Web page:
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Energy Secretary Jennifer Granholm says power crisis in Texas could happen anywhere in the country

U.S. Department of Energy Secretary Jennifer M. Granholm is entering the job as much of the country rebounds from severe weather that stressed utilities and ultimately crippled Texas' independent power grid. 

Granholm, who was confirmed and sworn in Thursday, told CBS News that the crisis in Texas "is one example of what we're going to continue to see over and over."

Extreme cold and ice were more than Texas' power grid could handle, paralyzing coal, gas, nuclear, wind and solar plants across the state, leaving more than 30 million residents without power, heat, and running water. The crisis accentuated the reality that Texas's energy infrastructure was not built to withstand arctic cold — the type of extreme conditions that are expected to become more frequent due to climate change

One estimate predicts accumulated damages from the crisis could cost as much as $295 billion — more than Hurricanes Harvey and Ike combined. 

Granholm called it a "climate disaster" and warned that similar events will continue to accelerate in frequency and impact if grids are not adapted and greenhouse gas emissions are not reduced. 

Vice President Harris Swears-In Jennifer Granholm As Energy Secretary
Secretary of Energy Jennifer Granholm participates in a ceremonial swearing-in with Vice President Kamala Harris on February 25, 2021 in Washington, D.C. Holding the Bible at center is Granholm's husband, Dan Mulhern.  Drew Angerer / Getty Images

Shortly after her swearing in, Granholm appeared in a video on the U.S. Department of Energy's social media platforms explaining how the department plans to combat the climate crisis and transition to clean energy, in keeping with the Biden administration's goal of having a carbon-neutral economy by 2050. 

Most of the U.S. is powered from two major power grids, while Texas has its own independent system that is not regulated by the federal government. But according to Granholm, the entire country is at risk of experiencing a Texas-sized disaster. 

"We need to make significant investments in upgrading our transmission grids," said Granholm.  "We haven't invested in making sure that this grid is reliable."

"We've got 5 million miles of distribution wires across the country, 250,000 miles of high speed, high voltage transmission wires, and those are all vulnerable, both from a weather perspective, a climate perspective, but also from a national security perspective. And so we need to harden the grid, we need to add clean energy to the grid to get to our goals, and all of that's going to require a significant upgrade to our grid infrastructure."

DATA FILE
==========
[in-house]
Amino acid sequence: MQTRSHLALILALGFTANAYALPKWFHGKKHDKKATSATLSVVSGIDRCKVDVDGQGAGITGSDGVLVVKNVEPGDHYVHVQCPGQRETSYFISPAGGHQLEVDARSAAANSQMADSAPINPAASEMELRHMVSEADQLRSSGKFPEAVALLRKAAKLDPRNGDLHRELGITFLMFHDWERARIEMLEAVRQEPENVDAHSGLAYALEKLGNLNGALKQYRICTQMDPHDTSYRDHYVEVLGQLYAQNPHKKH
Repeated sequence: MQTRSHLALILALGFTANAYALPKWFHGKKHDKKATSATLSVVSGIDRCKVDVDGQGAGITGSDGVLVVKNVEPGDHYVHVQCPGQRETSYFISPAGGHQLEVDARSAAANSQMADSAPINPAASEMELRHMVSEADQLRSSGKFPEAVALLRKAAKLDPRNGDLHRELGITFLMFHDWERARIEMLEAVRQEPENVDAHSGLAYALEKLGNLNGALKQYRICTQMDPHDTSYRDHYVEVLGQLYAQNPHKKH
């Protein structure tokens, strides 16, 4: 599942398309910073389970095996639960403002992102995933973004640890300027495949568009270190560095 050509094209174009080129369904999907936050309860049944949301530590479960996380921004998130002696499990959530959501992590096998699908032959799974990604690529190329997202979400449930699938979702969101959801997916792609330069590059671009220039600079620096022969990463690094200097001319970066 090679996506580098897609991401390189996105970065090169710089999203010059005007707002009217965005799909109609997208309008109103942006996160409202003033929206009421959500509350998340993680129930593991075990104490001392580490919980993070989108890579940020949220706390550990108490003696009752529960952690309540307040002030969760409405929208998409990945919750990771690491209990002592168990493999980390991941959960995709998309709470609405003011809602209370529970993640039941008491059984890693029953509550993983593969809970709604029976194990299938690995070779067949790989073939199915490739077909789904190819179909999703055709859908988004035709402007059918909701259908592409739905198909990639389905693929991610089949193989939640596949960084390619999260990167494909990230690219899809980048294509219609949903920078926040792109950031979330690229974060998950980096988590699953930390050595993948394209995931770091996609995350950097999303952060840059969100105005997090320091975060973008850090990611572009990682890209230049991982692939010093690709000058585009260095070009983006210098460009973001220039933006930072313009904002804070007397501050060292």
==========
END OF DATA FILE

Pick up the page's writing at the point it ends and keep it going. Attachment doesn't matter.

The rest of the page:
Granholm said that upgrade is going to come from Congress after the second COVID relief bill is passed, in the form of a "jobs package" that will "include a significant contribution" to weatherizing and fortifying grid infrastructure.   

However, in Texas, the grid operates separately from federal regulation. Despite that, Granholm told CBS News that the Department of Energy can still play a role in the state's recovery. She believes Texas should end its energy independence and connect "in some way'' with the Eastern and Western U.S. grids to share and backstop resources. In order for that to occur, the Texas state Legislature would have to enact the change.

Suit blames ERCOT in Texas hypothermia death 02:40

Granholm says that while Texas has to take steps to weatherize its grid, the Department of Energy is ready to integrate the state's system into the rest of the country's.

"Texas has to want to have the help in some way, shape or form. So, I would say that we are offering, to Texas, the ability to accept help by connecting to the grid," she said. 

Texas Governor Greg Abbott has called for an investigation of the Electric Reliability Council of Texas (ERCOT) and has vowed to fortify the state's grid but has not backed joining the national grid.

Early in the crisis, Abbott also falsely blamed the blackouts on failures of the state's renewable wind and solar energy sources. He later walked those comments back.

Granholm argued that Texas state regulators and politicians ought to rethink their idea of energy independence and connect to the rest of the country for the good of all Texans.

"I understand Texas's culture and ethos is to be independent and I respect that totally," said Granholm. "But we're here as a federal government to say, you know, we want to make sure that you have the ability to help your citizens in times of need."

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